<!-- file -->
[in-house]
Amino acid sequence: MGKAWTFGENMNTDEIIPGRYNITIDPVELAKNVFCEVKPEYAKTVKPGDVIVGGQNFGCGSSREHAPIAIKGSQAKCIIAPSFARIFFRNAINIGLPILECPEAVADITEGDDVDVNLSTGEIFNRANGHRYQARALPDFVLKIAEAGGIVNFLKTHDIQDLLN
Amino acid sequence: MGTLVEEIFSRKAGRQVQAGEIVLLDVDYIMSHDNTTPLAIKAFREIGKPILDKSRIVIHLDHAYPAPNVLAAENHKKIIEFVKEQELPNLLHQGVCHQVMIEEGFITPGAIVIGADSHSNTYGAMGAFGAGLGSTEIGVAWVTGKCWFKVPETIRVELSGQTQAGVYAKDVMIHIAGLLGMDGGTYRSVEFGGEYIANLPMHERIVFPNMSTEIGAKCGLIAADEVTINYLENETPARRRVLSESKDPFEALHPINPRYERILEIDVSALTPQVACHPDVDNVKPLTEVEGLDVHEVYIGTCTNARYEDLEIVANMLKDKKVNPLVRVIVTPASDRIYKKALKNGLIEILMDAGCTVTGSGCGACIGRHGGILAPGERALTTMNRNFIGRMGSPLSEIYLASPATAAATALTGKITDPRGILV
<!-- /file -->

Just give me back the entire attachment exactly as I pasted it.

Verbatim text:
[in-house]
Amino acid sequence: MGKAWTFGENMNTDEIIPGRYNITIDPVELAKNVFCEVKPEYAKTVKPGDVIVGGQNFGCGSSREHAPIAIKGSQAKCIIAPSFARIFFRNAINIGLPILECPEAVADITEGDDVDVNLSTGEIFNRANGHRYQARALPDFVLKIAEAGGIVNFLKTHDIQDLLN
Amino acid sequence: MGTLVEEIFSRKAGRQVQAGEIVLLDVDYIMSHDNTTPLAIKAFREIGKPILDKSRIVIHLDHAYPAPNVLAAENHKKIIEFVKEQELPNLLHQGVCHQVMIEEGFITPGAIVIGADSHSNTYGAMGAFGAGLGSTEIGVAWVTGKCWFKVPETIRVELSGQTQAGVYAKDVMIHIAGLLGMDGGTYRSVEFGGEYIANLPMHERIVFPNMSTEIGAKCGLIAADEVTINYLENETPARRRVLSESKDPFEALHPINPRYERILEIDVSALTPQVACHPDVDNVKPLTEVEGLDVHEVYIGTCTNARYEDLEIVANMLKDKKVNPLVRVIVTPASDRIYKKALKNGLIEILMDAGCTVTGSGCGACIGRHGGILAPGERALTTMNRNFIGRMGSPLSEIYLASPATAAATALTGKITDPRGILV